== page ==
Apple: The End Is near
Apple (AAPL) had their Q2 2013 earnings conference call last night. The after-hours pop and drop was a mix of investor denial drowned by a flood of savvy investors taking profits. But it’s also a clear indicator that the inflection point I’ve been talking about in previous articles has happened.
My thesis has been that Apple is changing into a different type of company. What happened last night is strong evidence that I’m right. And I’m sorry about that. I’ve been an Apple user, developer, and investor for nearly three decades. From the day the first Mac launched in 1984 I’ve been on-board. I’ve ridden the roller-coaster and fully enjoyed the ride. But it’s over.
Last night, Apple presented an earnings announcement that had some good news but a significant amount of bad-news for those who still haven’t let go of the dream.
So let’s take a look at what happened.
Cash on the Books
Cash fuels growth. Apple fans have been touting pile of cash that Apple has on hand. For most companies this would be significant. But Apple’s stock isn’t priced on traditional principles. It’s priced on insanely unbelievably amazing products that destroy existing markets and create new markets. But that’s a different company than the Apple that reported earnings last night.
This Apple increased its dividend to $3.05 a share and announced the largest stock buyback in history totaling more than $50 billion.
So I started by saying that cash fuels growth except Apple is spending its excess cash by doing things that mature, stable and low to no-growth big-cap companies do. They cater to investors.
There are a lot of opinions on whether and when companies should pay dividends but in my mind its very simple. A company pays dividends when its exhausted its growth. I invest in dividend stocks in my retirement accounts. For trading, I look for growth stocks. Once in a while, I’ll come across a company that shows signs of being both a growth and an income stock but that’s rare and typically doesn’t last.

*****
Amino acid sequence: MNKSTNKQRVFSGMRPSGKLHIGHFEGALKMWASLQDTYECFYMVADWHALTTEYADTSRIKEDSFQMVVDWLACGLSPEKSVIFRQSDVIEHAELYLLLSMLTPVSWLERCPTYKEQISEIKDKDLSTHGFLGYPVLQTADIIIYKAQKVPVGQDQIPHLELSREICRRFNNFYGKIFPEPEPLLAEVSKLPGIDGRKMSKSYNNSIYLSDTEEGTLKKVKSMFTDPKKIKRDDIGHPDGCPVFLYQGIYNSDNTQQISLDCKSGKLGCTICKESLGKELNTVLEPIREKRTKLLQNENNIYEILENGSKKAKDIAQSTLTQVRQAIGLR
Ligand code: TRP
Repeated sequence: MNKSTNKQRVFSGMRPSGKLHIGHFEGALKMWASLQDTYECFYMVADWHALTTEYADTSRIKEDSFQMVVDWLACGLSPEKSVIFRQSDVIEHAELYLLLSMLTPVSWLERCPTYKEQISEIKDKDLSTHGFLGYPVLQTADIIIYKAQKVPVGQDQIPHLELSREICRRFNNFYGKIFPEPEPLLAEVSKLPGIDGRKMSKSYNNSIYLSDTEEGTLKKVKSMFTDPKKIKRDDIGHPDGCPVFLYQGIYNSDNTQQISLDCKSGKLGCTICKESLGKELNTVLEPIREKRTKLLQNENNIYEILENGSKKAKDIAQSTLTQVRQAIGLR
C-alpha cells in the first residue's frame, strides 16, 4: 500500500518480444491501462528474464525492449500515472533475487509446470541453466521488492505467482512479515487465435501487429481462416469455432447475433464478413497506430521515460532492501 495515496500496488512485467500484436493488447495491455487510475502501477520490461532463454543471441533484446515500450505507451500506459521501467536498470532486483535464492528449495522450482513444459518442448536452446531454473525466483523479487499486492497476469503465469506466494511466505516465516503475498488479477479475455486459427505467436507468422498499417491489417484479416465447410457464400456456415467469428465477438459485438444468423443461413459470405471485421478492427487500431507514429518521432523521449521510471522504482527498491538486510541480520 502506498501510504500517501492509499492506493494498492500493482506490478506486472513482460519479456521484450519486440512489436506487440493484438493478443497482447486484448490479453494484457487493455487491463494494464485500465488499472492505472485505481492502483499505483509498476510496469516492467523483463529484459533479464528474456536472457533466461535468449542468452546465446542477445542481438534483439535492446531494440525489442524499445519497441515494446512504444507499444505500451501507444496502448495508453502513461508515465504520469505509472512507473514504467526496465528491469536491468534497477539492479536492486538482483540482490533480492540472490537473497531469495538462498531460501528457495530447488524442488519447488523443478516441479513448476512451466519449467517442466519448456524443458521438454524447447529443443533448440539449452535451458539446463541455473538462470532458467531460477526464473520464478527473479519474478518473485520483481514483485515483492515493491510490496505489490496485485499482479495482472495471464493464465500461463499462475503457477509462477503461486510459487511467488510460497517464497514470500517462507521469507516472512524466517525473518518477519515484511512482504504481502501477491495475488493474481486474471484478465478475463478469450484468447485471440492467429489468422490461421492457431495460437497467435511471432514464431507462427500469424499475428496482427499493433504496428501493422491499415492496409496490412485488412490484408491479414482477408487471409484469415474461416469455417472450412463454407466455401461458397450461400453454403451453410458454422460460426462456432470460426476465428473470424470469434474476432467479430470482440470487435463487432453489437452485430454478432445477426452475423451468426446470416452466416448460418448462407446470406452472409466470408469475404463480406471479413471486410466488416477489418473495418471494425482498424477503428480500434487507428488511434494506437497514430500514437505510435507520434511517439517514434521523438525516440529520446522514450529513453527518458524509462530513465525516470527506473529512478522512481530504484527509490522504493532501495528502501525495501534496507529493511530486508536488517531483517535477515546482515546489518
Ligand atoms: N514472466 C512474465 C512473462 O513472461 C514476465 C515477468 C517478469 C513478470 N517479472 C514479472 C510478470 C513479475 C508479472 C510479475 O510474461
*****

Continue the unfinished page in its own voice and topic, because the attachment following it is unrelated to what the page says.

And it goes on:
Apple isn’t growing as fast as it was. You can suggest a lot of reasons for this but the fact is that Apple didn’t function like most companies. It created products that compelled consumers to go and stand in-line and camp out to buy them. Something that usually only happens for rock concerts and movies like Star Wars. I’m not completely sure, but I think I saw Darth Vader standing in line to buy an iPhone 4.
That isn’t happening any more. Net sales are down along with profits and I believe that this is simply the beginning.
It can be argued that the economy is to blame. Poor economic data from china has had massive impact on growth for global companies like Apple.
But there is something more fundamental going on. Apple has always played on its own field. It created markets and then dared others to compete with them. No longer. Now Apple tries to match price and features with other lower-end phones to be competitive. Never, as far as I can remember, all the way back to the famous Apple II have they tried to go head-to-head with low-end products.
It will be a sad day if they ever try to compete with Google (GOOG) Chromebooks. It’s simply not an Apple thing to do. Or at least it wasn’t.
Tim Cook suggested that exciting products are coming. The problem is that Mr. Cook has a much different idea of exciting than Apple fans have come to expect. These products are expected to be announced in the fall making it a much longer period of time without something insanely great being announced.
On Replacing Tim Cook
There has been speculation that Tim Cook should be held accountable for the poor performance of the Apple stock. That would be both unfair and tragic. Before following up with that idea, you would need to consider who you would find to replace him.
Tim, by any other measure of performance, has done an admirable job. He has made sound management decisions. He knows the company and the market and under any other circumstances this wouldn’t even be a consideration.
But, he is operating under the shadow of the former Apple and a big shadow it is.
So what do you do with Apple as an investor?
I’ve been out of Apple since Steve Job’s health problems started surfacing. I’ve been waiting for it to settle into its new reality but while watching it, I’ve seen something that I haven’t seen in other companies. The Apple user-base just isn’t letting go causing this to be a protracted maturation process. I watched the same thing happen with Microsoft and it didn’t last this long or have anywhere near this amount of associated emotion.
The stock needs to find its new price but this won’t happen if growth continues to slow as I believe it will. The PE is more than acceptable but you need to maintain revenue to support it and they won’t be able to do that without continue to innovate which I believe they cannot do.
I think the other shoe will drop when they announce their “amazing new hardware, software and services” in the fall. If they don’t deliver on that promise in true Apple style, I think the transformation into a “just another tech company” will be accelerated and even the most die-hard Apple believers will have to admit that the show is over.
Disclosure: I have no positions in any stocks mentioned, and no plans to initiate any positions within the next 72 hours. I wrote this article myself, and it expresses my own opinions. I am not receiving compensation for it. I have no business relationship with any company whose stock is mentioned in this article.